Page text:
At Mills Teacher Scholars, we know that collaborative inquiry builds teachers’ local knowledge about how best to support their students’ learning. By sharing that knowledge publicly, they develop a collective understanding of where their students are and a vision for where to focus their energy going forward. To close the year, our teacher scholars are taking stock of what they’ve learned and sharing it with their colleagues in presentations and posters, while discussing the broader implications for teaching and learning in their districts and schools. Get a glimpse of how our teacher scholars are leveraging their learning beyond the walls of their classrooms in the photos below.
Oakland Technical High teacher scholar Portia Carryer shares the story of her inquiry journey to three colleagues on her ninth grade team, including Amy Talley (right), with a folded poster. On the flaps she has written themes like “vulnerability” and “respect” that represent the values at the center of her inquiry and the goals she has for her students’ learning. As she unfolds the tabs, she reveals the layers of her learning—the questions, the findings, and the practices that align to those values. In discussing this year’s learning, the Oakland Tech team decided that next year they will focus together on key areas of improving their practice including improving group-work and increasing student voice.
After sharing the results of their individual inquiry learning, teacher scholars in our Social and Emotional Learning group had a chance to reflect on the work they did leading inquiry at their individual school sites. Here, Garfield Elementary teachers Ruanna Owens and Malia Tayabas-Kim create a journey map of their work supporting their colleagues’ learning around how to integrate Social Emotional Learning and academic content.
Lorenzo Manor teacher scholars Tonie Mitchell and Celia Montes discuss the common patterns and themes that emerged in their inquiries into effective implementation of Lucy Calkins Writing Workshop. Their Sharing group – comprised of one Kindergarten teacher, one 2nd grade teacher, one third grade teacher and one Special Day Class teacher – reflected on the benefits to both students and teachers of consistency in learning expectations and instructional vocabulary across the grade levels.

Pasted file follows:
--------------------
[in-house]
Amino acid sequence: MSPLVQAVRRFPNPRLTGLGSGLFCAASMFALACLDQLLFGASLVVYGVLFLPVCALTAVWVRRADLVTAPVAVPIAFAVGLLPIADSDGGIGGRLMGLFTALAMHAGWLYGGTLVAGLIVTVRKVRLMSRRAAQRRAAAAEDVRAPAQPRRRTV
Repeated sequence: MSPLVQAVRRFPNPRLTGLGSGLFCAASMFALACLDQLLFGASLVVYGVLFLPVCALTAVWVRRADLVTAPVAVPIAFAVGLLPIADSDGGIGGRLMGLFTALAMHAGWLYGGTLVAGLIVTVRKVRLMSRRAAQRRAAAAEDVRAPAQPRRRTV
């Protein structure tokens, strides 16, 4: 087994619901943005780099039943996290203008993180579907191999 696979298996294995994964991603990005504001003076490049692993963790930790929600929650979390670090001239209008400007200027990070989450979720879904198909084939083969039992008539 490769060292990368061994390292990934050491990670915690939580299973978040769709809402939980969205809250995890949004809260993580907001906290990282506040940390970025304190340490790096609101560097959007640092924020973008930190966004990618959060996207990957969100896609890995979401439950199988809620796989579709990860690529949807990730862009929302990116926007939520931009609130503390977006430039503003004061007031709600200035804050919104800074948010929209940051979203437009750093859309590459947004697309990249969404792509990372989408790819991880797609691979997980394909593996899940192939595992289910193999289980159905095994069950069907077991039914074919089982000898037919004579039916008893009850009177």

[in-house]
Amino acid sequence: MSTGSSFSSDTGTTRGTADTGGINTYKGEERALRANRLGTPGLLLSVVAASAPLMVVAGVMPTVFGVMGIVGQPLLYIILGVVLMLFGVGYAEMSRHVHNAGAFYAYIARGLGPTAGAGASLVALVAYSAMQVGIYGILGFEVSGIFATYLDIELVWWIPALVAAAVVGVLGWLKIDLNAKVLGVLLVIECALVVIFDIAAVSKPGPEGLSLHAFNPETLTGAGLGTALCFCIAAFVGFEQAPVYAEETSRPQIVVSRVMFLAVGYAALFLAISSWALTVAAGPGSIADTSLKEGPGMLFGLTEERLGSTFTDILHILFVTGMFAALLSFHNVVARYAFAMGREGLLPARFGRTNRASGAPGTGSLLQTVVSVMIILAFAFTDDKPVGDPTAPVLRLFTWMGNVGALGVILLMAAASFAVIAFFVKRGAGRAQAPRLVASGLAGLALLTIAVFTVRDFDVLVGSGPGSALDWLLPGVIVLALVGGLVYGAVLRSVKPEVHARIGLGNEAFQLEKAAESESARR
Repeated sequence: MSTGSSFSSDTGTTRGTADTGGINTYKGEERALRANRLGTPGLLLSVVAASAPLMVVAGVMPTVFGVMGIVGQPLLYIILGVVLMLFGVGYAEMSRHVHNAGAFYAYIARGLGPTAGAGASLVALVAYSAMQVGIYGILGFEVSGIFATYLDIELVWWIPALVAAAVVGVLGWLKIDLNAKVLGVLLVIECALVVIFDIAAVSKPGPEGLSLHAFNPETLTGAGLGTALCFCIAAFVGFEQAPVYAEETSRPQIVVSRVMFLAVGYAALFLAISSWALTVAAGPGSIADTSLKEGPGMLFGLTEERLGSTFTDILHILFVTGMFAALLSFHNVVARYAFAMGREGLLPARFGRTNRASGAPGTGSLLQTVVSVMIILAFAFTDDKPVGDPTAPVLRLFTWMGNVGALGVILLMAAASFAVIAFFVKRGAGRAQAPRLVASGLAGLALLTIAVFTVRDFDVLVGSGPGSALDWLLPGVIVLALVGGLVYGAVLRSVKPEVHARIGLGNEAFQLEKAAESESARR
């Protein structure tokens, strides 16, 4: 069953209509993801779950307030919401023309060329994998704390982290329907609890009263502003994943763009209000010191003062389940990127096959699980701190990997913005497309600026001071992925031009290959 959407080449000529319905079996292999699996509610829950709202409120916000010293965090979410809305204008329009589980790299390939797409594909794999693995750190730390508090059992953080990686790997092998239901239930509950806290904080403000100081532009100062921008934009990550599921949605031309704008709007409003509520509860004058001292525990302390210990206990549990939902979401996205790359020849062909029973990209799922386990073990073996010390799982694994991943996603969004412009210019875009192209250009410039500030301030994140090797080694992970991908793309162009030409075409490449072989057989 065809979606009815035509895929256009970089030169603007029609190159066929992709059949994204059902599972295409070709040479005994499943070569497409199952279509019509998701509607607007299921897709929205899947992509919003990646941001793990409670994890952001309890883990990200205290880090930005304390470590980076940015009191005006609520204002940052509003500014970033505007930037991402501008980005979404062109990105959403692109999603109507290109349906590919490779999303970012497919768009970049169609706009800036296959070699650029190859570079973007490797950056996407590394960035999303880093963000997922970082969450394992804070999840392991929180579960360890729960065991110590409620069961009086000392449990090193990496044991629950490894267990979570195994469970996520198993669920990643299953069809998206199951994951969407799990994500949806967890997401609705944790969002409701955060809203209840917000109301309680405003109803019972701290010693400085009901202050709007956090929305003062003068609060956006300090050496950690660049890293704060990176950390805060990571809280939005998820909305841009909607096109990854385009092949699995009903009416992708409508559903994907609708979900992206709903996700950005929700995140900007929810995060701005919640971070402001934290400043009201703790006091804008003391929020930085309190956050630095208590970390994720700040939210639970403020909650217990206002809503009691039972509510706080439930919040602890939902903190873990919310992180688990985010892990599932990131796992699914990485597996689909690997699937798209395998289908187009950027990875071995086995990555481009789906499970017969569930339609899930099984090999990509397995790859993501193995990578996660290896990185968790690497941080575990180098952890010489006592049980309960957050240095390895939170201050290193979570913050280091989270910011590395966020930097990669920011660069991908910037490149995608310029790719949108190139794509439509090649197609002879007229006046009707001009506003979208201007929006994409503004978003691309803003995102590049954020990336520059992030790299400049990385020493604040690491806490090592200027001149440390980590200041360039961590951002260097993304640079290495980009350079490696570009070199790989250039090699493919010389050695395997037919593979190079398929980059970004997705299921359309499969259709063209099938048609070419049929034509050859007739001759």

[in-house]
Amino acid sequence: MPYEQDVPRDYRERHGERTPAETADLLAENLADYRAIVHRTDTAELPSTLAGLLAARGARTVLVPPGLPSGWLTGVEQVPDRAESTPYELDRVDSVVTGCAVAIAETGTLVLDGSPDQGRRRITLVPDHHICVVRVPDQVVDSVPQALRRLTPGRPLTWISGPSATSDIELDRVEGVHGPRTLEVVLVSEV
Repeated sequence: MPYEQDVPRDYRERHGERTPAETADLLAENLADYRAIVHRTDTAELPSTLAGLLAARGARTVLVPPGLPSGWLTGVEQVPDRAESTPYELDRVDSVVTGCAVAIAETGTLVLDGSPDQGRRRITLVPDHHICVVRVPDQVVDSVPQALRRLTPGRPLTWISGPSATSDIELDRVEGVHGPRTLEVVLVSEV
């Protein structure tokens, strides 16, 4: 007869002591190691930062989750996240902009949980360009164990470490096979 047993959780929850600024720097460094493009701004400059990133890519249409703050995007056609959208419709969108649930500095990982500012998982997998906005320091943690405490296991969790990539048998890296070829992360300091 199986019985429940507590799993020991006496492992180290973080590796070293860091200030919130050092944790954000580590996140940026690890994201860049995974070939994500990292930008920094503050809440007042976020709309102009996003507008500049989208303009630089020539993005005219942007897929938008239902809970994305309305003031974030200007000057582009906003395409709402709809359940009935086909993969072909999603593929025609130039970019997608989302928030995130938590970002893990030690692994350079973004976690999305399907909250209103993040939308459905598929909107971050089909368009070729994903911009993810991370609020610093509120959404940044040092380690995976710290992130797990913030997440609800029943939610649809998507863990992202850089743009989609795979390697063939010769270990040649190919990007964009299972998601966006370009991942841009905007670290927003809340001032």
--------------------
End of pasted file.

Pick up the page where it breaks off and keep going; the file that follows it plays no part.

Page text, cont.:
Computer Science teacher scholar Chantel Parnell shares her inquiry learning with a group of other Computer Science teachers from across Oakland Unified, including Alia Ghabra (right). One theme of Chantel’s inquiry, shared by all in the group, is an ongoing curiosity about how to support student mastery not only of technical products and skills, but also of the process of problem-solving and how to involve students in defining and evaluating their success.
Teachers at Oakland Unified’s Life Academy shared their year-long inquiry work across grades and disciplines. In this triad, science teacher Sarah Pipping, Humanities teacher Yuji Okamura, and math teacher Elena McDonald-Martyn share their realizations and ongoing questions.
Kasondra Walsh, from Oakland Unified’s Emerson Elementary, shares about her inquiry into structuring effective small group instruction in reading for her kindergarten students. Through the inquiry work, Emerson teachers collectively gained an increased appreciation for and understanding of how to implement and manage small-group instruction across the school day.
Gesine Cotteral of Oakland Unified’s Lincoln Elementary shares about her inquiry with colleague Carla Aiello. Collectively, the Lincoln team used the inquiry process to understand how to increase and improve academic talk in their classrooms. Gesine in particular focused on supporting her first graders to engage in more productive partner conversations.